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Poetry Review. English I - Parsons. Definitions. Alliteration: Repetition of consonant sounds at the beginning of words. Assonance: Repetition of vowel sounds in words that don’t end with the same consonant. Diction: Author’s choice of words. Form: A poem’s structure. Definitions.
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Poetry Review English I - Parsons
Definitions • Alliteration: Repetition of consonant sounds at the beginning of words. • Assonance: Repetition of vowel sounds in words that don’t end with the same consonant. • Diction: Author’s choice of words. • Form: A poem’s structure
Definitions • Imagery: Appeals to one of the five senses to help the reader imagine what is being described. • Metaphor: He’s got a heart of stone. • Meter: A regular pattern of rhythm • Organic form: May use unconventional spelling, punctuation, and grammar.
Definitions • Paraphrase: rephrase the poet’s words with your own words. • Personification: The morning sun smiled upon our arrival. • Repetition: A sound, word, phrase, or line that is repeated for emphasis. • Rhyme: similar sounds at the ends of lines or within lines
Definitions • Simile: March comes in like a lion, goes out like a lamb. • Stanza: A group of two or more lines that form a unit in a poem. • Traditional form: Follows fixed rules such as specified number of lines.
Reading Comprehension • In lines 1-4, the speaker uses a metaphor to compare the twilight to— • B – a dim curtain
Reading Comprehension • Each stanza in “The Sower” is made up of— • H – One complete sentence with rhyming parts.
Reading Comprehension • The rhyme scheme in every stanza of “The Sower” is— • B - aabb
Reading Comprehension • Which pair of words is an example of alliteration in the poem? • H – Draws, dim (line 2)
Reading Comprehension • From the image in lines 17-20, you can infer that the speaker— • D – believes the work of planting grain is noble.
Reading Comprehension • Which pair of words is an example of assonance in the poem? • F – old, clothed (line 7)
Reading Comprehension • Which group of words in lines 13-16 helps you visualize what the old man is doing in the field? • A – stalks, comes, goes, flings
Reading Comprehension • The most likely meaning of the metaphor in lines 1-7 is that— • G – Some people immerse themselves in work in the way that seals immerse themselves in water. • The metaphor compares seals swimming in water to people “diving into” their work.
Reading Comprehension • Which of the following is in example of a simile in the poem? • B – the work of the world is common as mud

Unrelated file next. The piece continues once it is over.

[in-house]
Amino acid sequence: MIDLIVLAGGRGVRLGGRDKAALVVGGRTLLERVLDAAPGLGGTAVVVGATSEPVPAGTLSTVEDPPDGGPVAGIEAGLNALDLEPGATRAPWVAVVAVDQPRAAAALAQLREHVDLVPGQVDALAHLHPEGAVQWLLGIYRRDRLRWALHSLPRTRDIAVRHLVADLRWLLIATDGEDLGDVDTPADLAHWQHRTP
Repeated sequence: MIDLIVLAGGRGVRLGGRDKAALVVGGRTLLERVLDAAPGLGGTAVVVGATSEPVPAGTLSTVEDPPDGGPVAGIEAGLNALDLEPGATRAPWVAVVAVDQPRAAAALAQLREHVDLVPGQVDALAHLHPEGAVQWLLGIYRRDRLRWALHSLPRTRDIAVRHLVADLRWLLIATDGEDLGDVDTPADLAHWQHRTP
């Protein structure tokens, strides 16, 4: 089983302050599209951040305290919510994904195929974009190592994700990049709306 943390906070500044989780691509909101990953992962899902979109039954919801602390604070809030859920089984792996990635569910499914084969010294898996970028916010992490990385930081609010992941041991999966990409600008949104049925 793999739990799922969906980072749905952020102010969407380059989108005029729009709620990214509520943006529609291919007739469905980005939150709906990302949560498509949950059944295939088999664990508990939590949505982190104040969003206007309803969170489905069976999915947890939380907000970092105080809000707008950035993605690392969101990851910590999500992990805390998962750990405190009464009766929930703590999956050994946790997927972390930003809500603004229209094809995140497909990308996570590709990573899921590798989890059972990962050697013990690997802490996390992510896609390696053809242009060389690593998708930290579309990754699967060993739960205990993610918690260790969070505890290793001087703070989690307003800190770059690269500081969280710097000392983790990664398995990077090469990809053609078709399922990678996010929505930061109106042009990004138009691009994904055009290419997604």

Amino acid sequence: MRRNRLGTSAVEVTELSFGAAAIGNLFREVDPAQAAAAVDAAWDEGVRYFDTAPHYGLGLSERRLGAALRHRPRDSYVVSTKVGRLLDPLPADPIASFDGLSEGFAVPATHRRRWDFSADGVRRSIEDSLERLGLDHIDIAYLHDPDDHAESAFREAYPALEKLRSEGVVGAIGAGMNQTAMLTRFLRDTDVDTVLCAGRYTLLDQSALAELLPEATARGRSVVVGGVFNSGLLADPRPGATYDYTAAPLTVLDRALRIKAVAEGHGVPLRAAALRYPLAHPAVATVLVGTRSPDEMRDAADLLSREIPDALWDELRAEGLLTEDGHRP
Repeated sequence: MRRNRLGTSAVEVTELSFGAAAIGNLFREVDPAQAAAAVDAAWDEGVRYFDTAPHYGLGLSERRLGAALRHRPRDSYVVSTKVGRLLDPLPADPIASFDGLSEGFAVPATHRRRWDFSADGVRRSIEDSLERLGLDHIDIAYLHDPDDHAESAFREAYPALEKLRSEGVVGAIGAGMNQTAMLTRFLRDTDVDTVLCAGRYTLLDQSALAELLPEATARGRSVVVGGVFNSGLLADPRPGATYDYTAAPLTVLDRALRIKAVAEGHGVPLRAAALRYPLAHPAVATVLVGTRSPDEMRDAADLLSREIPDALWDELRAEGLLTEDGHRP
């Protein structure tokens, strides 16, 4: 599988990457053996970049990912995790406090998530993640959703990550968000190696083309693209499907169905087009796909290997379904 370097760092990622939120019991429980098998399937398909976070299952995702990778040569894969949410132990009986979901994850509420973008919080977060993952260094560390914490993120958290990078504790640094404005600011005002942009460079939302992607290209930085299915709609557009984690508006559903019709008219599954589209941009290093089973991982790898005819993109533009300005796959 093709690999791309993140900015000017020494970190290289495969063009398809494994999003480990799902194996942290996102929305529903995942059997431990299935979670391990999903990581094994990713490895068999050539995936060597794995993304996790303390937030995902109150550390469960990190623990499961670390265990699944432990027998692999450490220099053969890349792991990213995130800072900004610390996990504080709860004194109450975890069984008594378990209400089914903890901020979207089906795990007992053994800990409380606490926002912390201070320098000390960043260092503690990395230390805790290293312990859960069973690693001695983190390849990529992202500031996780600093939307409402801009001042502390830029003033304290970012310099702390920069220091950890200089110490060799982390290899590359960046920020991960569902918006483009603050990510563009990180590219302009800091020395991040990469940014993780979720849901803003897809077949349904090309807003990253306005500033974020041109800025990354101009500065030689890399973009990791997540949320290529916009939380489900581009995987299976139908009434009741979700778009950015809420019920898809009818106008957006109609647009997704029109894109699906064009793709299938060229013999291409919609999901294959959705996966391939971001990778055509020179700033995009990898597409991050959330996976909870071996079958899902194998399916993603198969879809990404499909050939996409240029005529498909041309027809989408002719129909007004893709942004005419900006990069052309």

Reading Comprehension • In lines 8-11, the speaker uses the repetition of “who” and “again” to emphasize the image of— • F – people who diligently struggle to do their work.
Reading Comprehension • The alliteration in line 10 creates an imageof— • B – People who struggle against obstacles to accomplish their work.
Reading Comprehension • The repetition of forms of the verb do in “But the thing worth doing well done” (line 20) emphasizes— • H – The connection between working and doing a good job
Reading Comprehension • The phrase “work that is real” in line 26 most likely refers to work that— • A – Has a meaningful purpose
Reading Comprehension • Which of the following objects is personified in lines 22-26? • H - Pitcher
Reading Comprehension • Which type of work can you visualize from images in both poems? • B - Farming
Reading Comprehension • The speakers of both poems would most likely agree that— • J – Work is something that is meant to be valued.
Short Answer Response • List 5 words or phrases that help you visualize the time of day at which “The Sower” takes place. Explain why visualizing that particular time of day is important to this poem. • Twilight grey, dim curtain, last lone hour of work, shadowy farm, dreamy haze, vapours of the night
Short Answer Response • Compare the form of the poem “The Sower” with that of “To Be of Use”. Explain how the line length, meter, and rhyme help convey the ideas and images of each poem.
Line Lengths • “The Sower” has equal lines and stanzas, reinforcing the sower’s steady progress. “To Be of Use” has variable line and stanza lengths, making up one or two sentences. The lengths underscore the variety of jobs.
Meter • “The Sower” has the same meter line to line. The steadiness conveys grandeur, like regal music. The image of the farmer waving an arm underscores steadiness. “To Be of Use” has an uneven meter. The meter reflects different types of work.
Rhyme • “The Sower” uses a common, predictable rhyme scheme. It soothes as the words suggest a reliable worker. “To Be of Use” relies on alliteration and assonance; these devices also comfort us as we read about what the speaker values.